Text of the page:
In the complicated, super-speed era of the 21st century, does such a thing as “simple living” still exist? I recently stumbled across a quote from Henry David Thoreau, transcendentalist and spokesman for the simple living, “Walden Pond” lifestyle. Thoreau said, “Our inventions are wont to be pretty toys, which distract our attention from serious things. They are but improved means to an unimproved end.”
As we cross the street without glancing up from our iPhones and spend most of our evenings staring at one or more “glowing boxes” (TVs, laptops, iPads, cell phones, iPods, etc.), Thoreau must be rolling over in his grave.
I’m not advocating for people to sell their worldly possessions and move to a small cabin in the Massachusetts countryside, idyllic as though it may sound. The 20th century brought us hot-water heaters, dishwashers, washers and dryers, and air conditioners, among many other creature comforts. And I certainly think a number of these inventions do improve people’s lives. Think how much more time we have thanks to washing machines. Think how many more books are written and connections made through computers and the Internet. (I’m still not sure how smart phones are improving our lives, but I’m open to suggestions.)
So, how do we simplify our lives? If, as Thoreau also said, our lives are “frittered away by details” and we must “simplify, simplify!” how do we go about that? In short, in an era of Twitter, when we have dogs to walk, bills to pay, doctors appointments to make, “House” reruns to watch, and kids to chauffeur off to gymnastics or soccer, where’s the simple in living?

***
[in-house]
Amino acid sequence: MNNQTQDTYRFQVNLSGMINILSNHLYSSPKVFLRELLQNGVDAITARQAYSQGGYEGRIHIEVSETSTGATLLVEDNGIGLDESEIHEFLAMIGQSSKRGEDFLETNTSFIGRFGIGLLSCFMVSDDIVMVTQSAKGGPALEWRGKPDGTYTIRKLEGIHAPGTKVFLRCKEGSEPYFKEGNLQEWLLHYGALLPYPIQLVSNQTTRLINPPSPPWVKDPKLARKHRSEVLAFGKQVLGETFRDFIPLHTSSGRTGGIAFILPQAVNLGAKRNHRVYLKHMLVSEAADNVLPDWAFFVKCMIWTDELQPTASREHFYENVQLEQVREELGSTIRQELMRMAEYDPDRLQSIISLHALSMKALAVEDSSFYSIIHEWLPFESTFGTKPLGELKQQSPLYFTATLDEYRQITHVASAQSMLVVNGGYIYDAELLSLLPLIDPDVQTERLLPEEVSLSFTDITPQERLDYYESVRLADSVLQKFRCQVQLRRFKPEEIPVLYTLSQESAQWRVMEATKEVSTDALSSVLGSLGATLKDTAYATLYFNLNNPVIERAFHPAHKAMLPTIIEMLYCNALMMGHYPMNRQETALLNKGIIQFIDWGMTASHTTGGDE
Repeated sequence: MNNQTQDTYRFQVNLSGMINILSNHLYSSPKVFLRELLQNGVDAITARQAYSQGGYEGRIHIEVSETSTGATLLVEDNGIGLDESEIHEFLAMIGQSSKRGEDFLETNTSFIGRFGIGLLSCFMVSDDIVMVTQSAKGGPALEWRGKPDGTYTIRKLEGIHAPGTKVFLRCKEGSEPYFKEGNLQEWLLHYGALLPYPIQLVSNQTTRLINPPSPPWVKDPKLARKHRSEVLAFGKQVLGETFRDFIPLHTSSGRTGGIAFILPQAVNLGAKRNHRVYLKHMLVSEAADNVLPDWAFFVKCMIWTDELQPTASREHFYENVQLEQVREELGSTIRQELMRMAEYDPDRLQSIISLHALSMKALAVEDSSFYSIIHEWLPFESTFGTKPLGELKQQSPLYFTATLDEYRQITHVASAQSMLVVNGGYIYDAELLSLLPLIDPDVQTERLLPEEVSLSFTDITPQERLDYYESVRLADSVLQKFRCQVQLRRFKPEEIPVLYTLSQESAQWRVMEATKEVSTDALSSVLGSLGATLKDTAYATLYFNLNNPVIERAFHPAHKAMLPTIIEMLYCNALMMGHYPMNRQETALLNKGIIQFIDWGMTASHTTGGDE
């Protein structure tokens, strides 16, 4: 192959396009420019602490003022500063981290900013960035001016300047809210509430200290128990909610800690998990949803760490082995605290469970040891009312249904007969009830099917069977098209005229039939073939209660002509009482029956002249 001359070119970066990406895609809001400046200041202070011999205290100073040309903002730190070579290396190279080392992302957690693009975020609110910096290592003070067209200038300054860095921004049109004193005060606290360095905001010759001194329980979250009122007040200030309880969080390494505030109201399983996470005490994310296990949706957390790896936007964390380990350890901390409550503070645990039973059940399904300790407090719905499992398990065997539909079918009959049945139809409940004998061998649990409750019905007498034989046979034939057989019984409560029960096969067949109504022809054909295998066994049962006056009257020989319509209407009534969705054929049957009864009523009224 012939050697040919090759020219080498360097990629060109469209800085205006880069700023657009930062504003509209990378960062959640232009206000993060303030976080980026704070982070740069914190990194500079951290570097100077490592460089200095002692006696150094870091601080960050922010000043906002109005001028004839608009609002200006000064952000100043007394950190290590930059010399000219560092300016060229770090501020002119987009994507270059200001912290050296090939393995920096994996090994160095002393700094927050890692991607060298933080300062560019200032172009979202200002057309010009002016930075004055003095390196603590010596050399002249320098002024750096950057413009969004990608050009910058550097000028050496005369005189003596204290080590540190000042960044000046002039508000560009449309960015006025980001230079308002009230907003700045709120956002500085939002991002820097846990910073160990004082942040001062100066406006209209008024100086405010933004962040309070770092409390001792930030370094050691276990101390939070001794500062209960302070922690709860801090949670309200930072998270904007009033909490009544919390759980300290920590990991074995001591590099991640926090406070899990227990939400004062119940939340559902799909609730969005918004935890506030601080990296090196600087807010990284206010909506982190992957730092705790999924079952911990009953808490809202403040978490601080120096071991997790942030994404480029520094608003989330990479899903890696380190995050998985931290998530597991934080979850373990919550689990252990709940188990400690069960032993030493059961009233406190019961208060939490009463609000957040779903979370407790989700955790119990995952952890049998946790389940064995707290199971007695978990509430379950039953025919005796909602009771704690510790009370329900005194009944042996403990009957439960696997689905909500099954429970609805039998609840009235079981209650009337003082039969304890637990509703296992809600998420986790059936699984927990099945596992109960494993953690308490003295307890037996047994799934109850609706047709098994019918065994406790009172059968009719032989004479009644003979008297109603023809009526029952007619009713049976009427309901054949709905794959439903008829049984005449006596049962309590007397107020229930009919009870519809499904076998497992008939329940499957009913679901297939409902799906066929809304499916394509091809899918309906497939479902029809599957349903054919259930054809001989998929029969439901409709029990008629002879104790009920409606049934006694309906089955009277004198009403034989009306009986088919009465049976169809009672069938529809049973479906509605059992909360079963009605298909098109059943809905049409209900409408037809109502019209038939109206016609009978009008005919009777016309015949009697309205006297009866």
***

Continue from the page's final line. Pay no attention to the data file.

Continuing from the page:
I think today’s take on simple living has several main aspects: one, work-life balance; two, sustainability; three, paring away the excess to focus on the true heart of our lives.
I work two jobs, and my husband works full time in IT and goes to school part-time. Much of the time, work-life balance doesn’t seem to be in the cards for us. We work hard to carve out time for our relationship, though I’m not sure how we would do it if we had children. I think we’d have to sacrifice some of the work (one job, not two, for example) for more of the life.